If Get Out’s message about racism and the plight of being a black man in America was too oblique for you, maybe Mudbound is more your cup of tea. There’s nothing subtle or hidden in Dee Rees’ period drama set in wartime Mississippi about two men on either side of the color divide. Mudbound is brutal and beautiful, haunting and harrowing. It is the story of two families, one white, one black, who live on the same patch of land, and each have a son recently returned from war. While their geographic circumstances may be similar, the emotional paths each family travels reflect the times as the American black experience is shown in all its beauty and brutality.

Director/co-writer Rees is a vibrant new voice in film, having made a splash with her film debut in 2011 with the critically acclaimed Pariah. Now given a much larger budget and platform (Mudbound was released in theatres and also is available on the Netflix platform as Netflix branches into film distribution), Rees delivers on her promise with this searing examination of race relations in the Mississippi delta. Her voice, as an openly gay black woman, is one that needs to be heard and Mudbound is powerful and compelling.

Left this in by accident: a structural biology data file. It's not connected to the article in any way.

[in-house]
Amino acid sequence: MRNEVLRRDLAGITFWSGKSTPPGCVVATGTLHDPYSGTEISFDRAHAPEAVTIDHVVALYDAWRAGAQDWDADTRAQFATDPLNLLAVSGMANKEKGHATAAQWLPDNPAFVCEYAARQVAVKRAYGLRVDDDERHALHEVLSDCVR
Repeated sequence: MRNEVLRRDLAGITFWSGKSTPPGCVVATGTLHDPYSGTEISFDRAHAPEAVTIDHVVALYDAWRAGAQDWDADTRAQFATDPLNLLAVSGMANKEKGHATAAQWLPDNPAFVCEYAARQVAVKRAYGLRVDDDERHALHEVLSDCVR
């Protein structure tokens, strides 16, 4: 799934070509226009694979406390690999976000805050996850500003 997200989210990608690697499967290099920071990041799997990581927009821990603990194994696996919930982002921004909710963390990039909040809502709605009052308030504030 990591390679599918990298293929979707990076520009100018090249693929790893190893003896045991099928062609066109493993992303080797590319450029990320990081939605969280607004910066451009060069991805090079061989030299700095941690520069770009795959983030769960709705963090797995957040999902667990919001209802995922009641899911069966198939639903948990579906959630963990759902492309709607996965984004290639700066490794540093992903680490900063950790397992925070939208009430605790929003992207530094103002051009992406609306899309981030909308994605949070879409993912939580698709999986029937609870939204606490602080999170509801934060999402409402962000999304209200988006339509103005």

Starring Garrett Hedlund, Jason Mitchell, Carey Mulligan and Jason Clarke with a noticeably impressive performance by Mary J. Blige, Mudbound is powerful all the way around, with Mitchell and Hedlund doing most of the heavy lifting. The cinematography by Rachel Morrison is stunning, but it is Rees’ powerful, no-nonsense (and very little sentimentality) direction that makes Mudbound the compelling experience that it is.

This country has a bleak and sometimes difficult history, but every story needs to be heard. Mudbound may be harsh and brutal at times, but its unflinching honesty and emotional relevance are an essential part of the fabric of who we are.